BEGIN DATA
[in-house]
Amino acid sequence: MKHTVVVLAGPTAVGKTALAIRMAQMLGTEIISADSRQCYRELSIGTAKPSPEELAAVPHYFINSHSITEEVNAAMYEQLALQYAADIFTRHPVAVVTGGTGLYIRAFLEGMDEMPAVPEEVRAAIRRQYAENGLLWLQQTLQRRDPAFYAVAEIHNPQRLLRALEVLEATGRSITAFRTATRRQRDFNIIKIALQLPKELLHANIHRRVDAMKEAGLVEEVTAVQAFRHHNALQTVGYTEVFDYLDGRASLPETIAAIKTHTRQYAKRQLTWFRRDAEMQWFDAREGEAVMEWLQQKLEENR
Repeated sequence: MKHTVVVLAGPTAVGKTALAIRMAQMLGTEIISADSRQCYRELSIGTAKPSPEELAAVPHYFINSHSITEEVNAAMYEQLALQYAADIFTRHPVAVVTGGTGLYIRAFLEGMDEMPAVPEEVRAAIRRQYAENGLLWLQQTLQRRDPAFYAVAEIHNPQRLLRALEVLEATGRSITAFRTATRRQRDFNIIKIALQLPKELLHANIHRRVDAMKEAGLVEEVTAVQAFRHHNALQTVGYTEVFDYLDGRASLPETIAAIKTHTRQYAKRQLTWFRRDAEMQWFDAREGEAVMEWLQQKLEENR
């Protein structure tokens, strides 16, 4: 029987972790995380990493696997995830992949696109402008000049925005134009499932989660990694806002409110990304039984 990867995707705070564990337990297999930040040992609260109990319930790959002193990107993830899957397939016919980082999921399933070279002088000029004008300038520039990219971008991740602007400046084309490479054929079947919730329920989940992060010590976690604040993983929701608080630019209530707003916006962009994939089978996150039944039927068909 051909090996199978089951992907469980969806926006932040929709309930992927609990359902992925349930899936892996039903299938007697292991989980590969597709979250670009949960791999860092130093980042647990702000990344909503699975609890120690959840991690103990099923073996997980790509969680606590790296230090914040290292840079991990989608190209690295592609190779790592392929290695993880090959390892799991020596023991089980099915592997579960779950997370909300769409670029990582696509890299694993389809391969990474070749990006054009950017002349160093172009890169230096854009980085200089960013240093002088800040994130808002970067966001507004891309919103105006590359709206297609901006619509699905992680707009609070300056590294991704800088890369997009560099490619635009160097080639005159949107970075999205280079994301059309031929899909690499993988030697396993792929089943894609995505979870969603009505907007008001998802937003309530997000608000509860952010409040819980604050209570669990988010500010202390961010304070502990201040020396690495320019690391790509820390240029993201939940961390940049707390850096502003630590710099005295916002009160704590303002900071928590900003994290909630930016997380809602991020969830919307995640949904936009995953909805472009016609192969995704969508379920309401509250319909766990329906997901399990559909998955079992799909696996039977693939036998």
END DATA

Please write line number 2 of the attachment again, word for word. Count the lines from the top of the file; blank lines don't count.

Amino acid sequence: MKHTVVVLAGPTAVGKTALAIRMAQMLGTEIISADSRQCYRELSIGTAKPSPEELAAVPHYFINSHSITEEVNAAMYEQLALQYAADIFTRHPVAVVTGGTGLYIRAFLEGMDEMPAVPEEVRAAIRRQYAENGLLWLQQTLQRRDPAFYAVAEIHNPQRLLRALEVLEATGRSITAFRTATRRQRDFNIIKIALQLPKELLHANIHRRVDAMKEAGLVEEVTAVQAFRHHNALQTVGYTEVFDYLDGRASLPETIAAIKTHTRQYAKRQLTWFRRDAEMQWFDAREGEAVMEWLQQKLEENR